Mosque Burned, Vandalized in East Jerusalem Hate Crime

Meanwhile, 15 Palestinians were arrested on their way to prayer at the Temple Mount

Nir Hasson
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The graffiti at the Beit Safafa mosque, January 24, 2020.
The graffiti at the Beit Safafa mosque, January 24, 2020. Credit: כיבוי והצלה ירושלים
Nir Hasson

A fire broke out on Friday night in a mosque in the Beit Safafa neighborhood of East Jerusalem, and graffiti was sprayed on the walls of the building.

No one was hurt as a result of the incident, but the mosque was damaged.

One of the slogans sprayed on the walls names the illegal outpost of "Kumi Ori" outside of the Jewish settlement of Yitzhar in the West Bank. Settlers at the outpost have been involved in with Israeli forces, including , and have committed a number of in Arab villages throughout the West Bank.

Graffitti on the mosque read, "destroy for Jews?" referring to Israeli demolition of structures at the outpost, "destroy for enemies!"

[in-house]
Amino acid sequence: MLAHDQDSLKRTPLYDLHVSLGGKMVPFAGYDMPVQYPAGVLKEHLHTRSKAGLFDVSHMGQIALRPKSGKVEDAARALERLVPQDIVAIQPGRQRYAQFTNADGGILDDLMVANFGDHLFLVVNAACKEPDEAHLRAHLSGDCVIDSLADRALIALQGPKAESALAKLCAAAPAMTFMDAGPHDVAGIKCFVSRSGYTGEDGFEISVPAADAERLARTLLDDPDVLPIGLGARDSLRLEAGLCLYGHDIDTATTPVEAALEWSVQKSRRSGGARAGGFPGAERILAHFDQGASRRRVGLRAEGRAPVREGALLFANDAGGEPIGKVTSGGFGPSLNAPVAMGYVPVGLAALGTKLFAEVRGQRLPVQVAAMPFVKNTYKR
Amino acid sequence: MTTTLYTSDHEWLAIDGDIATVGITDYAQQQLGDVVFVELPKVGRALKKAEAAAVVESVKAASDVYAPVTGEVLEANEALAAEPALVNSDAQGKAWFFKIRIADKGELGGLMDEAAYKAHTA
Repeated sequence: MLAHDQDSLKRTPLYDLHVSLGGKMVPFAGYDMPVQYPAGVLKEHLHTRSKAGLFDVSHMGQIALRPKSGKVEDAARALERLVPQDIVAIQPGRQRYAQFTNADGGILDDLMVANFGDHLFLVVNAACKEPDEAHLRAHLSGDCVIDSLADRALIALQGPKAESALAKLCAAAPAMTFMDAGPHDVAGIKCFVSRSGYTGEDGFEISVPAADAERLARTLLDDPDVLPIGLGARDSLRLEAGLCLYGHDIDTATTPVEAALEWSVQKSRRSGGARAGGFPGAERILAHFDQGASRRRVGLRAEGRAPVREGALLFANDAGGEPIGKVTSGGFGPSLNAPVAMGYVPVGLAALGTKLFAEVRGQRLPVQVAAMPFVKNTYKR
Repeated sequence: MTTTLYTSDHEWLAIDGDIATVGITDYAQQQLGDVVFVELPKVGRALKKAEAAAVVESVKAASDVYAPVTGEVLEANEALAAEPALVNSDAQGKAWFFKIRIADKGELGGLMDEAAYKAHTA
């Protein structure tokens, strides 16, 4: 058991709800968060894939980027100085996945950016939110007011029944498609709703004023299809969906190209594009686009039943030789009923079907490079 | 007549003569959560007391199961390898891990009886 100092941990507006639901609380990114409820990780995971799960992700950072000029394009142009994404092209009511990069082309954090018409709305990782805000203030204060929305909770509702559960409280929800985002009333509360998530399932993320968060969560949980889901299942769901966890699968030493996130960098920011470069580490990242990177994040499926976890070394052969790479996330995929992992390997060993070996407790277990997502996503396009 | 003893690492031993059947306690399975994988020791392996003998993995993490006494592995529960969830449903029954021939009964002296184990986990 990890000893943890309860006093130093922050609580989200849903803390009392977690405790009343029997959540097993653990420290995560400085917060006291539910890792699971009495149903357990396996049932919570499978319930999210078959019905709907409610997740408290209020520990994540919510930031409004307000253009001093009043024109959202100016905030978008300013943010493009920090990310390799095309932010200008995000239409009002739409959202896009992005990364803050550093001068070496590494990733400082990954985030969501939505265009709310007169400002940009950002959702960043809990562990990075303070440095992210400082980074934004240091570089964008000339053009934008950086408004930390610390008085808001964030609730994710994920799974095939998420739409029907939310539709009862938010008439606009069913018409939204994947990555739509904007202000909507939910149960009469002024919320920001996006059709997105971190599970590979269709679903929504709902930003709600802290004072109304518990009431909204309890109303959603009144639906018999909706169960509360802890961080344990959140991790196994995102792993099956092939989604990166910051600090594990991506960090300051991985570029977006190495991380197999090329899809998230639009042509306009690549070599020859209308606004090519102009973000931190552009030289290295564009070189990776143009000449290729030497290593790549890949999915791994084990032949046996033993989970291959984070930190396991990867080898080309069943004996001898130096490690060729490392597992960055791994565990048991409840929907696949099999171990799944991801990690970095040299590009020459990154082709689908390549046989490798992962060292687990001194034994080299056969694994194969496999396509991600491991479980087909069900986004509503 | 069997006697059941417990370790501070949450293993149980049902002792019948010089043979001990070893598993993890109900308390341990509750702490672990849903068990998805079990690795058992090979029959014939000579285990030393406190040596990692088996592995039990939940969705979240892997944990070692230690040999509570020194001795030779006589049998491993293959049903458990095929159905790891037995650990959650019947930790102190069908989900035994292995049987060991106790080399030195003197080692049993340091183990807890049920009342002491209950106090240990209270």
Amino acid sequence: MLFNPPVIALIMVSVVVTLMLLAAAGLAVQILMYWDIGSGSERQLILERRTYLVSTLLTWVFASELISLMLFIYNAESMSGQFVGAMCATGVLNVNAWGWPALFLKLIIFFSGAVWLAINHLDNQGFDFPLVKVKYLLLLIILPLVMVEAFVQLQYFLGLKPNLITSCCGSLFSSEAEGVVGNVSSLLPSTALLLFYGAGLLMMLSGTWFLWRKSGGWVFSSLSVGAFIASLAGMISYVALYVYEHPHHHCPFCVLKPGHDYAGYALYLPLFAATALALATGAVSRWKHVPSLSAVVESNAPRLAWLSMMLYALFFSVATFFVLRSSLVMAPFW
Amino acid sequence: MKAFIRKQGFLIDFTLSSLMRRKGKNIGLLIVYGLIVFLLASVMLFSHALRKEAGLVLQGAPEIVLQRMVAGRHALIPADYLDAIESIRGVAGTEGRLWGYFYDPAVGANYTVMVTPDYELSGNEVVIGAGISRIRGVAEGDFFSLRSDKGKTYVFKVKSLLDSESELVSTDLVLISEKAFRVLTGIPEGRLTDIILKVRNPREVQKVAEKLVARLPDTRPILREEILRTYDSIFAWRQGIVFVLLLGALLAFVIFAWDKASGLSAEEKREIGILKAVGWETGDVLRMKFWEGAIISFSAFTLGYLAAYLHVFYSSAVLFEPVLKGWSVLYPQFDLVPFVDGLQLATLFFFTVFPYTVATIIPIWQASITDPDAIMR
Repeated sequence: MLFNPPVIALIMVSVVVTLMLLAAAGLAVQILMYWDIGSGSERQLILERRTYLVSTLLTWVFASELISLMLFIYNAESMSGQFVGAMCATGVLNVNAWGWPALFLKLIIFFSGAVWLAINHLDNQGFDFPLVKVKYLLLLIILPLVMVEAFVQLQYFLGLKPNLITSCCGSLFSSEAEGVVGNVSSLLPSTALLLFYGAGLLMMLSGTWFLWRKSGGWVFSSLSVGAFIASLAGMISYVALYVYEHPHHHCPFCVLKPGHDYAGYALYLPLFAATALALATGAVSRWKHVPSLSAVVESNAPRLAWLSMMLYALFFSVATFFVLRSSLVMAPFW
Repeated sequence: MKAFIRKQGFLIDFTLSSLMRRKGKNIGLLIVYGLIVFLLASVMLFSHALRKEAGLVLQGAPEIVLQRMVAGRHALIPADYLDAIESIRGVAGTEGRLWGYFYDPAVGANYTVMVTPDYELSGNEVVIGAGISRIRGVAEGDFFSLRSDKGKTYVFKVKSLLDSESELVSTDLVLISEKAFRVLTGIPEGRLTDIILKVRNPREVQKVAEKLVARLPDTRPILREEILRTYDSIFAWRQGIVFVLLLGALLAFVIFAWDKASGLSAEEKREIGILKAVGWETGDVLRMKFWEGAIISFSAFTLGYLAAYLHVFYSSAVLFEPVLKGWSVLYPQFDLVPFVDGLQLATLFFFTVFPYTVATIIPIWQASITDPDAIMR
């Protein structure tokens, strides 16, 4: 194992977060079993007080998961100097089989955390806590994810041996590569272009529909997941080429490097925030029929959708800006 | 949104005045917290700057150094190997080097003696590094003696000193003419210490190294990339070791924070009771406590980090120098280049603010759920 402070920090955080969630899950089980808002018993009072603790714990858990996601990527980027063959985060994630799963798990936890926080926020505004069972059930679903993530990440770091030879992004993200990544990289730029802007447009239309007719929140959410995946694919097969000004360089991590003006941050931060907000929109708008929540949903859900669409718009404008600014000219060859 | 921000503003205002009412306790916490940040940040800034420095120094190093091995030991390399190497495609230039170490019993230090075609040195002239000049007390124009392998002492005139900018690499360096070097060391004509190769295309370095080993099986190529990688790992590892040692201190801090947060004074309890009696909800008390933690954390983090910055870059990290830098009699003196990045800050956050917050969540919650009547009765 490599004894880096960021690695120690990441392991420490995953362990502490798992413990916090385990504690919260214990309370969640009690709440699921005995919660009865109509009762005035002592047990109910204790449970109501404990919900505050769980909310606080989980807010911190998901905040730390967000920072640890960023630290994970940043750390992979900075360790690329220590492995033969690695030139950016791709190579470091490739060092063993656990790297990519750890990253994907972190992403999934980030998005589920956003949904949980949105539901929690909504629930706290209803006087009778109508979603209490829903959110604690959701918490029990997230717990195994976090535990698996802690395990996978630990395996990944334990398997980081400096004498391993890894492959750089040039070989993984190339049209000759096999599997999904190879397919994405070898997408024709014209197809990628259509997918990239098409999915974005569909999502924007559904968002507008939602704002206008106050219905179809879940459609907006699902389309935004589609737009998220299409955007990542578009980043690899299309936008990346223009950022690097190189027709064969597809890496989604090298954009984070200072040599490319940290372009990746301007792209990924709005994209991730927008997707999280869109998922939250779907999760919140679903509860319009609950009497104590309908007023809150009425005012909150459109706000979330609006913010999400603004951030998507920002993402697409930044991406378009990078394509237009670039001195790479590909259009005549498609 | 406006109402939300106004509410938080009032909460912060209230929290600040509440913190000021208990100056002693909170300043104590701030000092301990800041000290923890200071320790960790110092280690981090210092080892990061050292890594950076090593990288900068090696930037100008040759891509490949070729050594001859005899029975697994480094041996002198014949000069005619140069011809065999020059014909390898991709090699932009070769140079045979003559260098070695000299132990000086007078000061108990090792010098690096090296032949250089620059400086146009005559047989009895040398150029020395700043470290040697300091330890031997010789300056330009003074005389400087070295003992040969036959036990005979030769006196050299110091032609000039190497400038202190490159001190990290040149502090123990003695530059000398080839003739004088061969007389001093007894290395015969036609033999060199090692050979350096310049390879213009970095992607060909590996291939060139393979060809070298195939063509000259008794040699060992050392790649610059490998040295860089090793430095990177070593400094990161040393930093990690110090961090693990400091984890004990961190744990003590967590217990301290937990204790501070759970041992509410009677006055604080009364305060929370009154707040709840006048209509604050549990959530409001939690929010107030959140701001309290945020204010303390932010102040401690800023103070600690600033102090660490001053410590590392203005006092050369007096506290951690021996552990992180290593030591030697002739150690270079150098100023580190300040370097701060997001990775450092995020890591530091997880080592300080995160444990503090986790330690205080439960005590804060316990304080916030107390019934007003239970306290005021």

Earlier in January, Israeli forces on Kumi Ori Hill, after the High Court rejected a petition against the outpost's demolition. One person was arrested for assaulting security forces during the operation.

MK Ofer Cassif condemned the hate crime, saying that "when the police and the General Security Services deliberately refrain from punishing the rioters, it will come as no surprise if people will also soon be burned."

"There is no doubt that disregarding the state is a high instruction, from Netanyahu himself. The events serve him," added Cassif. 

Meanwhile, 15 Palestinians were arrested Friday morning on their way to prayer at the Temple Mount. On Thursday, the Islamic Movement and Hamas called for protest prayers to happen Friday, due to the increase of Jews coming to the Temple Mount, according to the organizations.

Unusually, large police forces entered the complex. The police on Friday spread tens of thousands of messages to residents, calling them to pray but obey the law.

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